Elder David A. Bednar, of the Quorum of the Twelve of The Church of Jesus Christ of Latter-day Saints spoke of the powerful possibilities of partnership between secular and sacred institutions during the G20 Interfaith Forum in a virtual gathering, hosted by Saudi Arabia on Wednesday.

Bednar said the labeling of religion as a non-essential activity by some governments has placed an unfortunate stumbling block along the path to recovery during the COVID-19 pandemic.

While religious activities should be carefully limited when necessary, Bednar said, he noted that a person’s safety is always a core concern.

He told the global gathering of some 500 faith and policy leaders gathered virtually, “how secular officials understand religion and religious people deeply, influences how they treat religious institutions and believers in a time of crisis. The deeper and more respectful the understanding, the more legitimate and effective public policy responses can be.”

Bednar’s message was key for the forum because the G20 organization pursues solutions to global concerns through collaboration with a wide variety of religious and policy leaders.

Those recommendations that come from the five-day gathering are to be presented in November to the G20, chaired this year by the Kingdom of Saudi Arabia.

The G20 brings together the heads of the world’s leading economies. It is the premier forum for international economic cooperation, according to church information.

Bednar and others are discussing what government officials need to understand about the role of religion — both in society and in the life of each believer.

Faith communities help billions of people find meaning and purpose, Bednar said. They transmit “moral and social truths to the next generation.” These, he added, are vital functions.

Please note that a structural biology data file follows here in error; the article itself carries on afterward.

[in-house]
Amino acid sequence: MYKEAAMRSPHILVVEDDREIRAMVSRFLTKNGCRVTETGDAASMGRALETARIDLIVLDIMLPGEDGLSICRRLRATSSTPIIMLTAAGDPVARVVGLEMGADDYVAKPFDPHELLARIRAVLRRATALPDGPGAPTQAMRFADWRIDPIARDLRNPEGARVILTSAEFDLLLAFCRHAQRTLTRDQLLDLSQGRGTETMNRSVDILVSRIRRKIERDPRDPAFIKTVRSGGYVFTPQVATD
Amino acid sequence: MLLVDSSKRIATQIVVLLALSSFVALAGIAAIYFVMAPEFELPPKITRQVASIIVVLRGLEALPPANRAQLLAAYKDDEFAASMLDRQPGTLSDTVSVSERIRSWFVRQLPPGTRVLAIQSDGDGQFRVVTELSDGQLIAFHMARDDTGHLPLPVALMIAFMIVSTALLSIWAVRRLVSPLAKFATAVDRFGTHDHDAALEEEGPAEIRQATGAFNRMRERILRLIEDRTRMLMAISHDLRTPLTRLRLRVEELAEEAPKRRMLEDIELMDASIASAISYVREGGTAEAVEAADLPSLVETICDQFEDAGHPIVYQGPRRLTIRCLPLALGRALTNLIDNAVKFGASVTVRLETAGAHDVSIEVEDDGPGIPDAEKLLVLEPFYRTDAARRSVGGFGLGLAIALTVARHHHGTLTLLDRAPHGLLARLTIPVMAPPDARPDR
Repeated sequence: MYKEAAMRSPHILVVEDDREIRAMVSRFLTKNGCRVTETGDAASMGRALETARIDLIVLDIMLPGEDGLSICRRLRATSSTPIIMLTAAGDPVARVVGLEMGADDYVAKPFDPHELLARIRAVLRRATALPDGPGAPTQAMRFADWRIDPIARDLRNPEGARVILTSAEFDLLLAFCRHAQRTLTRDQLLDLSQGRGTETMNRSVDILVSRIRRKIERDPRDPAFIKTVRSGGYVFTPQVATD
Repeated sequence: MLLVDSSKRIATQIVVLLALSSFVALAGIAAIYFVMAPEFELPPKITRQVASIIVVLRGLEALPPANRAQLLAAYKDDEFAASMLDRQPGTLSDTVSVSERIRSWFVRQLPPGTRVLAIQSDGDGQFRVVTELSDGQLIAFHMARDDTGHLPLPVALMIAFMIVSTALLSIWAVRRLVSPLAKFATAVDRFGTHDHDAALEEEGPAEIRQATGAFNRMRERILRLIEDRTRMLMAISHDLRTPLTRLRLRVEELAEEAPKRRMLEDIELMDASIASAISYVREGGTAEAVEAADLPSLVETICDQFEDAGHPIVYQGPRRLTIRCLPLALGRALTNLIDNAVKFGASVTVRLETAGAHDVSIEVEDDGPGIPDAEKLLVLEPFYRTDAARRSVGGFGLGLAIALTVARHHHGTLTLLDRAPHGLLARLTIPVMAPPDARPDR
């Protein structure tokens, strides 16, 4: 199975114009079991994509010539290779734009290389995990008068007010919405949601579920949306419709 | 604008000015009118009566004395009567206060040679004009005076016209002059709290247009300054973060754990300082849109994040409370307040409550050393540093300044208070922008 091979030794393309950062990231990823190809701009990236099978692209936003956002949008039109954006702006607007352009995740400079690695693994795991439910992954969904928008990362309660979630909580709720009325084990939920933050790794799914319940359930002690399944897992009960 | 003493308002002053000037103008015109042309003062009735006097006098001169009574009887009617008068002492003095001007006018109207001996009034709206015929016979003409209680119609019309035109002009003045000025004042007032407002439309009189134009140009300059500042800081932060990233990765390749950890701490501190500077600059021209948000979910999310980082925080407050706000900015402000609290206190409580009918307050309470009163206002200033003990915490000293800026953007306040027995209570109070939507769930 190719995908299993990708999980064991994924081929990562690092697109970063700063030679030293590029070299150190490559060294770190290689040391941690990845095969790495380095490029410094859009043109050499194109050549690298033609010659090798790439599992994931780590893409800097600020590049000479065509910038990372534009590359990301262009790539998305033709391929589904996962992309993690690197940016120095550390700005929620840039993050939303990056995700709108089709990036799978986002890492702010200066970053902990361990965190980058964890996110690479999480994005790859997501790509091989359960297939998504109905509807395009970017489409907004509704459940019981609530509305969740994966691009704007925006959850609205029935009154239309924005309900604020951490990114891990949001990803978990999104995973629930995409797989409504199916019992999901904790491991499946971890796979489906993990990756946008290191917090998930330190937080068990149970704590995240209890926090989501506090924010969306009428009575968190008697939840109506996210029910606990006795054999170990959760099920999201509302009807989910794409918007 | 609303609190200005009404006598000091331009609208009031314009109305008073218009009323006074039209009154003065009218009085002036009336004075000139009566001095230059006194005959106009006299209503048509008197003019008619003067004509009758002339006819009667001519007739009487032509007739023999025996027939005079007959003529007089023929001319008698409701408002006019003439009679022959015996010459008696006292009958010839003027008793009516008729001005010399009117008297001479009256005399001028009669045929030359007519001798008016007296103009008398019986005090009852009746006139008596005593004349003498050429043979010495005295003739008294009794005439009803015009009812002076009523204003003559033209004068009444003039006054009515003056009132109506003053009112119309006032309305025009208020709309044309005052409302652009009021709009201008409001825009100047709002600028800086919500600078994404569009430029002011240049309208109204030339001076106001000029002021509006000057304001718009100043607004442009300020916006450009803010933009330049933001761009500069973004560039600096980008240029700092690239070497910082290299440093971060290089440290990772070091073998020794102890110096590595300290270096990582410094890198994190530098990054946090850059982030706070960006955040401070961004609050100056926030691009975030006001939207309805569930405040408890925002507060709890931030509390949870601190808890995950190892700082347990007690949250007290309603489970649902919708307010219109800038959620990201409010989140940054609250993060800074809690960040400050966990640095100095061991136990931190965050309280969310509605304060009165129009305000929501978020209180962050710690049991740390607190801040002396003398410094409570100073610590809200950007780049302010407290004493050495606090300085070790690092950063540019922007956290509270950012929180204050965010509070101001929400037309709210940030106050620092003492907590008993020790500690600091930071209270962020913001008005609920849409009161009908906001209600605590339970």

“Respecting the dignity of religious people pays important dividends. But these powerful opportunities and benefits are possible only if officials acknowledge that for believers and their faith communities, religion is essential to their identity and very being,” Bednar said.

Bednar noted, religious freedom is recognized in international law as a “non-derogable” right. “Non-derogable” means religion is a freedom that is inviolable, even in emergencies.

A proper understanding of and respect for religious groups can yield important benefits for the entire community, Bednar added. This approach can foster trust and taps into the vast resources religious bodies possess, including social capital.

“Many religious leaders already have called on their members to make great sacrifices out of deep love and respect for the safety of others,” according to Bednar, whose plenary session also included remarks from representatives from the Catholic, Jewish and Muslim faiths.

“Acknowledging and respecting those sacrifices and seeking for greater cooperation and accommodation is the way forward,” Bednar noted.

“My hope and prayer,” he concluded, “(is) that government officials and faith leaders can collectively respond to COVID-19 in ways that protect both physical and spiritual health.”

Bednar is the third apostle and fourth church leader to participate in the G20 Interfaith conference.

Sister Sharon Eubank, director of Latter-day Saint Charities will speak Saturday morning, the final day of the interfaith gathering, in a plenary session about the important role of faith communities in the wake of disasters.

Daily Herald reporter Genelle Pugmire can be contacted at gpugmire@heraldextra.com, (801) 344-2910, Twitter @gpugmire

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